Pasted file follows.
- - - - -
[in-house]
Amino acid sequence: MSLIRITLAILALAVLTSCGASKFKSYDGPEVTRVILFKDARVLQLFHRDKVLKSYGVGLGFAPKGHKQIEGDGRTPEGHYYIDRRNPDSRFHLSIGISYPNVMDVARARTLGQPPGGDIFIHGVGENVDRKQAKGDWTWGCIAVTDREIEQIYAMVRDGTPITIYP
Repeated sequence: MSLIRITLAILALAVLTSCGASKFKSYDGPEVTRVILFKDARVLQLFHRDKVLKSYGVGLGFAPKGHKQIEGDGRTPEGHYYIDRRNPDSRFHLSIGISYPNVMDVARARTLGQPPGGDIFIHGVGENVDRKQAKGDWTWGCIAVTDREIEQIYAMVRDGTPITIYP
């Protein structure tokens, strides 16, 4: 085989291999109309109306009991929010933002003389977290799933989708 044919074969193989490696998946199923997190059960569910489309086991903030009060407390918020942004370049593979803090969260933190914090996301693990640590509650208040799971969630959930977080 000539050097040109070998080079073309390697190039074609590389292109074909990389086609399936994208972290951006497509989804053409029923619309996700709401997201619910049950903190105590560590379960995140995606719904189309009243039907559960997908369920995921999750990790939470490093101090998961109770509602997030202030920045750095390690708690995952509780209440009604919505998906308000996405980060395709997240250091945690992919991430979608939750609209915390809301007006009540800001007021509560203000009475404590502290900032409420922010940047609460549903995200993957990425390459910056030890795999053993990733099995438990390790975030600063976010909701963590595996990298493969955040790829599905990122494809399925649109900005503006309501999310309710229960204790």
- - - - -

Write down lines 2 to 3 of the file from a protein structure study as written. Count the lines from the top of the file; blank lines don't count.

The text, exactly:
Amino acid sequence: MSLIRITLAILALAVLTSCGASKFKSYDGPEVTRVILFKDARVLQLFHRDKVLKSYGVGLGFAPKGHKQIEGDGRTPEGHYYIDRRNPDSRFHLSIGISYPNVMDVARARTLGQPPGGDIFIHGVGENVDRKQAKGDWTWGCIAVTDREIEQIYAMVRDGTPITIYP
Repeated sequence: MSLIRITLAILALAVLTSCGASKFKSYDGPEVTRVILFKDARVLQLFHRDKVLKSYGVGLGFAPKGHKQIEGDGRTPEGHYYIDRRNPDSRFHLSIGISYPNVMDVARARTLGQPPGGDIFIHGVGENVDRKQAKGDWTWGCIAVTDREIEQIYAMVRDGTPITIYP